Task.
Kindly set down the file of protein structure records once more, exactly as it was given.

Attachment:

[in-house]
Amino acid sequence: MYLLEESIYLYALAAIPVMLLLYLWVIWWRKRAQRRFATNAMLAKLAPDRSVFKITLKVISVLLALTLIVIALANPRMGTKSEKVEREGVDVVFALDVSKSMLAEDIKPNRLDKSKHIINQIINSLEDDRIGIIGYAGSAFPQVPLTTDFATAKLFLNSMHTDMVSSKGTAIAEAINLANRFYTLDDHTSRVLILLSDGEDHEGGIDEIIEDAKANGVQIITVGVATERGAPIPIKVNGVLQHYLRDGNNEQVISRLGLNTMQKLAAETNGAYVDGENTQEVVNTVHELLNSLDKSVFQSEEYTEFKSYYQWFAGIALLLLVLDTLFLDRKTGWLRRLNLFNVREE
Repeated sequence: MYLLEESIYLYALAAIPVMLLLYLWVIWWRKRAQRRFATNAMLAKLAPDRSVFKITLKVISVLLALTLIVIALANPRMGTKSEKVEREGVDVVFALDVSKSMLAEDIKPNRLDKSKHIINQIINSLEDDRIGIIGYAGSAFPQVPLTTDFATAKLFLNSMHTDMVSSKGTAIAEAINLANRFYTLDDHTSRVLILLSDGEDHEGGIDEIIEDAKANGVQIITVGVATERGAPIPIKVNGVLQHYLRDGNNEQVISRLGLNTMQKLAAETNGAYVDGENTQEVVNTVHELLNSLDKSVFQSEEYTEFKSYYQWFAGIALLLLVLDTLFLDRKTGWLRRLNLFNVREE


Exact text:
[in-house]
Amino acid sequence: MYLLEESIYLYALAAIPVMLLLYLWVIWWRKRAQRRFATNAMLAKLAPDRSVFKITLKVISVLLALTLIVIALANPRMGTKSEKVEREGVDVVFALDVSKSMLAEDIKPNRLDKSKHIINQIINSLEDDRIGIIGYAGSAFPQVPLTTDFATAKLFLNSMHTDMVSSKGTAIAEAINLANRFYTLDDHTSRVLILLSDGEDHEGGIDEIIEDAKANGVQIITVGVATERGAPIPIKVNGVLQHYLRDGNNEQVISRLGLNTMQKLAAETNGAYVDGENTQEVVNTVHELLNSLDKSVFQSEEYTEFKSYYQWFAGIALLLLVLDTLFLDRKTGWLRRLNLFNVREE
Repeated sequence: MYLLEESIYLYALAAIPVMLLLYLWVIWWRKRAQRRFATNAMLAKLAPDRSVFKITLKVISVLLALTLIVIALANPRMGTKSEKVEREGVDVVFALDVSKSMLAEDIKPNRLDKSKHIINQIINSLEDDRIGIIGYAGSAFPQVPLTTDFATAKLFLNSMHTDMVSSKGTAIAEAINLANRFYTLDDHTSRVLILLSDGEDHEGGIDEIIEDAKANGVQIITVGVATERGAPIPIKVNGVLQHYLRDGNNEQVISRLGLNTMQKLAAETNGAYVDGENTQEVVNTVHELLNSLDKSVFQSEEYTEFKSYYQWFAGIALLLLVLDTLFLDRKTGWLRRLNLFNVREE